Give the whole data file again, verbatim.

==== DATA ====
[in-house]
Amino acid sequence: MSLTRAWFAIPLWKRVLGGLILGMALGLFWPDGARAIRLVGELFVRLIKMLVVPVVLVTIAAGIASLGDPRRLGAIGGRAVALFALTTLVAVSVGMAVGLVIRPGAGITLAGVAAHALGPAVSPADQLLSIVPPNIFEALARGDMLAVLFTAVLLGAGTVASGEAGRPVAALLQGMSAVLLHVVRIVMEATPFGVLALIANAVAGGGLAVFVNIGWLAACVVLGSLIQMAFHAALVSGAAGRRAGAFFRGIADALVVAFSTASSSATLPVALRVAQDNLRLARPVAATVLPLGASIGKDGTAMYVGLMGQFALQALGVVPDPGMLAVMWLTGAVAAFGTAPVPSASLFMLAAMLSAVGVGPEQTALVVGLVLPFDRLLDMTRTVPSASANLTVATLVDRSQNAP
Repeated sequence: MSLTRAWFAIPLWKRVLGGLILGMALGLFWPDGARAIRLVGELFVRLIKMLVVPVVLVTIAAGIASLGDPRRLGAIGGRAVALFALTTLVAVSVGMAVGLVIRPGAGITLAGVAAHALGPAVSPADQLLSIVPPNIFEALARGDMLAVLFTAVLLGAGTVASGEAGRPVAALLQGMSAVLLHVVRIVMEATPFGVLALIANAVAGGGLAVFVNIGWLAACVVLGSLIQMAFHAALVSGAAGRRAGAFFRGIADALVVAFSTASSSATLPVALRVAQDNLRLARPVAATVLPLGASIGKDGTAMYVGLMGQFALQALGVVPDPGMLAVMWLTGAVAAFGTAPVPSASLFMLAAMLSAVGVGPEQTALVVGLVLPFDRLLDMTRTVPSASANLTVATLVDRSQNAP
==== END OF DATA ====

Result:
[in-house]
Amino acid sequence: MSLTRAWFAIPLWKRVLGGLILGMALGLFWPDGARAIRLVGELFVRLIKMLVVPVVLVTIAAGIASLGDPRRLGAIGGRAVALFALTTLVAVSVGMAVGLVIRPGAGITLAGVAAHALGPAVSPADQLLSIVPPNIFEALARGDMLAVLFTAVLLGAGTVASGEAGRPVAALLQGMSAVLLHVVRIVMEATPFGVLALIANAVAGGGLAVFVNIGWLAACVVLGSLIQMAFHAALVSGAAGRRAGAFFRGIADALVVAFSTASSSATLPVALRVAQDNLRLARPVAATVLPLGASIGKDGTAMYVGLMGQFALQALGVVPDPGMLAVMWLTGAVAAFGTAPVPSASLFMLAAMLSAVGVGPEQTALVVGLVLPFDRLLDMTRTVPSASANLTVATLVDRSQNAP
Repeated sequence: MSLTRAWFAIPLWKRVLGGLILGMALGLFWPDGARAIRLVGELFVRLIKMLVVPVVLVTIAAGIASLGDPRRLGAIGGRAVALFALTTLVAVSVGMAVGLVIRPGAGITLAGVAAHALGPAVSPADQLLSIVPPNIFEALARGDMLAVLFTAVLLGAGTVASGEAGRPVAALLQGMSAVLLHVVRIVMEATPFGVLALIANAVAGGGLAVFVNIGWLAACVVLGSLIQMAFHAALVSGAAGRRAGAFFRGIADALVVAFSTASSSATLPVALRVAQDNLRLARPVAATVLPLGASIGKDGTAMYVGLMGQFALQALGVVPDPGMLAVMWLTGAVAAFGTAPVPSASLFMLAAMLSAVGVGPEQTALVVGLVLPFDRLLDMTRTVPSASANLTVATLVDRSQNAP